When Kentucky residents file for bankruptcy, certain types of debts cannot be discharged. If the person files for Chapter 13 bankruptcy, he or she may have a longer time to repay the delinquent amount of non-dischargeable debts, but they still must be paid in full. One of these types of non-dischargeable debts is a domestic support obligation, which includes both child and spousal support.

In one recent decision by the U.S. Court of Appeals for the 7th Circuit, the court held that a family court's order for a man to pay his ex-wife's attorney fees was a domestic support obligation that could not be discharged in bankruptcy. The family court ordered the man to pay the fees because he had over-litigated his divorce case in an effort to try to control the situation.

The man appealed his bankruptcy case, arguing that the order was made to punish him, so it was not a domestic support obligation. He also argued that because the fees were payable to the attorney and not to his ex-wife, they were not support. The appeals court affirmed the lower court's decision, finding that the fees were a form of domestic support. Since the man failed to argue about the payee not being his wife in the lower court, the appeals court refused to consider that argument.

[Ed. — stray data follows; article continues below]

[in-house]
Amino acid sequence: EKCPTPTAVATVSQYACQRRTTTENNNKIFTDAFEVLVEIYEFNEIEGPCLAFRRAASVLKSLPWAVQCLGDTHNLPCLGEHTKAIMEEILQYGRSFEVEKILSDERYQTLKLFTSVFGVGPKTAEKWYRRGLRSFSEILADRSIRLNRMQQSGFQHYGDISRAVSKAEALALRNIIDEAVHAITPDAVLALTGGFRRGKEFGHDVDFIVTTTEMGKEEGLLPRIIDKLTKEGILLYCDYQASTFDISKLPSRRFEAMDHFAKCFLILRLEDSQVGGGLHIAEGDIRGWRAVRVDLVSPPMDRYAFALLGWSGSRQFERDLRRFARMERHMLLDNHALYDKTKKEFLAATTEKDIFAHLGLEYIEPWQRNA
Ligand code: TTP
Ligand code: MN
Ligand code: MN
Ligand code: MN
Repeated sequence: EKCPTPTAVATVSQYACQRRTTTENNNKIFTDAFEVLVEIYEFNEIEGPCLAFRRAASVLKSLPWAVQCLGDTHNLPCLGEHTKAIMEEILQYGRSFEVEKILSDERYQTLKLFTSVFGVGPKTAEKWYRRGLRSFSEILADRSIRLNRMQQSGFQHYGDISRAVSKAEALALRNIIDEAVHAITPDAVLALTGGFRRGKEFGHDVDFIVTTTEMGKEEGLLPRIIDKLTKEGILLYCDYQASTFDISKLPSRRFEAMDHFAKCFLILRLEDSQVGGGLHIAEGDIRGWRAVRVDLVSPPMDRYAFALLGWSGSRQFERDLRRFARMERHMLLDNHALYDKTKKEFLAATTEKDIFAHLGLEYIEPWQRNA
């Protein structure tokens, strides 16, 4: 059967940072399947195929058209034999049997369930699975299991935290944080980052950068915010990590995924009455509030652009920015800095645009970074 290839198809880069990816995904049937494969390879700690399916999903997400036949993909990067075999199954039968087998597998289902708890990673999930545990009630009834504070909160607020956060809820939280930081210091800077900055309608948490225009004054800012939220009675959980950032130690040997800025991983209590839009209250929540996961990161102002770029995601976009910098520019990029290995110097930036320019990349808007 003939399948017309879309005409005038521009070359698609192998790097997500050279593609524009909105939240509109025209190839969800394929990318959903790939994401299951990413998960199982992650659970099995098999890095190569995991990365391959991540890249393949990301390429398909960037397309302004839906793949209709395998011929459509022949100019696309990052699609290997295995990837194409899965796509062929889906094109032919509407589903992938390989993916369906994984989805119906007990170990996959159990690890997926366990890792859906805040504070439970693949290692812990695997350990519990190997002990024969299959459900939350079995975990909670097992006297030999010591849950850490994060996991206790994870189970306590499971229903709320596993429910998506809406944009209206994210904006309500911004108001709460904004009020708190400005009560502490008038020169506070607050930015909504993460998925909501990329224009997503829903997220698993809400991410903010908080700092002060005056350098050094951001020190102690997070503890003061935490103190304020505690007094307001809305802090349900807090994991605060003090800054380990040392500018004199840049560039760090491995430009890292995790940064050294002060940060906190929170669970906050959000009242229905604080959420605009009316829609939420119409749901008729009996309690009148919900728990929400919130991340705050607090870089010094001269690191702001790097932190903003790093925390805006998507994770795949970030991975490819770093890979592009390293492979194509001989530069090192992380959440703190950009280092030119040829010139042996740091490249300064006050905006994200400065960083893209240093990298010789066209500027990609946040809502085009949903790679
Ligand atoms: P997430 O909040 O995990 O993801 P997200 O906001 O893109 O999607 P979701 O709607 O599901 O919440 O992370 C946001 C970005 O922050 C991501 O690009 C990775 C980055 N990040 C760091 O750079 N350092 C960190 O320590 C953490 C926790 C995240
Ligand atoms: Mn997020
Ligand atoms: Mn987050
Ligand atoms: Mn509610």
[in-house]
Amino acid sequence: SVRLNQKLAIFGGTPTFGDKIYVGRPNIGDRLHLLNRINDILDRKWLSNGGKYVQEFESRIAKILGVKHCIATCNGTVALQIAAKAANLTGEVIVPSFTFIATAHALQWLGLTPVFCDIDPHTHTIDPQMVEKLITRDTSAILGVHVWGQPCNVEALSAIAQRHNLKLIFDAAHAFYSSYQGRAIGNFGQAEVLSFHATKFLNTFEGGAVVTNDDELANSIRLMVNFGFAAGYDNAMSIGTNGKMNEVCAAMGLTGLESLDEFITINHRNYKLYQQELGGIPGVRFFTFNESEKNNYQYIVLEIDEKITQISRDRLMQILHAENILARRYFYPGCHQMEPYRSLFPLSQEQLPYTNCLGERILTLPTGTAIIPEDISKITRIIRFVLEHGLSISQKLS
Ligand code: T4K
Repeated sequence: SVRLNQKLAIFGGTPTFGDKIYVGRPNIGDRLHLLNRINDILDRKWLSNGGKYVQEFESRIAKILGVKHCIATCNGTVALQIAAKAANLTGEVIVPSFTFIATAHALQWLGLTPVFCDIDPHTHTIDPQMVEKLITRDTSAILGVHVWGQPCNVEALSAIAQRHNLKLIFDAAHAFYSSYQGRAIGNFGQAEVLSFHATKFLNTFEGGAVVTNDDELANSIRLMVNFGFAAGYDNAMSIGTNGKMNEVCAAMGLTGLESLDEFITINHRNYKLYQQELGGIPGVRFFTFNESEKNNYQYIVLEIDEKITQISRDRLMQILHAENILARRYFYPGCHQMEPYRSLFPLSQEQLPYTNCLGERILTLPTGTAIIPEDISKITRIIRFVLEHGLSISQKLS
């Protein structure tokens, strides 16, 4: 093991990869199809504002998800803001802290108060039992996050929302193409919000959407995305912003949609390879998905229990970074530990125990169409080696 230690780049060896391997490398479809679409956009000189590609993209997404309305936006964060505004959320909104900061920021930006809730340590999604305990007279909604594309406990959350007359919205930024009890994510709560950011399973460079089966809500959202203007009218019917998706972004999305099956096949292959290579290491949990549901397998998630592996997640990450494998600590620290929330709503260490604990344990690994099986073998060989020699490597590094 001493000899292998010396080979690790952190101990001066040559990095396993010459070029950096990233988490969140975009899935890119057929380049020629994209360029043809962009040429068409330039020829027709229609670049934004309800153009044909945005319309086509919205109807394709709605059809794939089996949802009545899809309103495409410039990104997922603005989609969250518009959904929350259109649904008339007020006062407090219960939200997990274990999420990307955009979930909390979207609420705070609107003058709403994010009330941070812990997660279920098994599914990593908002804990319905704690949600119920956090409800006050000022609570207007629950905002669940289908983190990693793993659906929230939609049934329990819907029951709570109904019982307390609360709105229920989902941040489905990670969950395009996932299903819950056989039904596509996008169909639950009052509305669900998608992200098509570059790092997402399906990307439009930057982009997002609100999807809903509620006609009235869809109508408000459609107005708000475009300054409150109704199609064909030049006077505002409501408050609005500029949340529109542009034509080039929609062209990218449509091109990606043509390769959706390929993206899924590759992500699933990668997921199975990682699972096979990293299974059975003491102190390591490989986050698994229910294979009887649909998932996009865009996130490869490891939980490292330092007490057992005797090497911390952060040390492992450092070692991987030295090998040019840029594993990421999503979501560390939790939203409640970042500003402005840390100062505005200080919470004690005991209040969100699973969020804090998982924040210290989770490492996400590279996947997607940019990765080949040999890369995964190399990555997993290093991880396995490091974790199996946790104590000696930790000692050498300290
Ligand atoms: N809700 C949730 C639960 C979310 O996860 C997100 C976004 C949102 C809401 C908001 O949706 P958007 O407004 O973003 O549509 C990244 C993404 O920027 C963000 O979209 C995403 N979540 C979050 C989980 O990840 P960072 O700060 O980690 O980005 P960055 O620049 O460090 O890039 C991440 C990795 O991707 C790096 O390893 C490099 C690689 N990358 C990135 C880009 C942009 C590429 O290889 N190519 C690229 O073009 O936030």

Even if a person's debt is non-dischargeable, Chapter 13 bankruptcy may still provide some financial relief. People are allowed to stretch out their payments over a period lasting from between three and five years. This may give debtors more time to catch up with the delinquencies that they owe while also making their current support payments. A bankruptcy attorney might advise a client about which type of bankruptcy could be more appropriate based on his or her particular debts.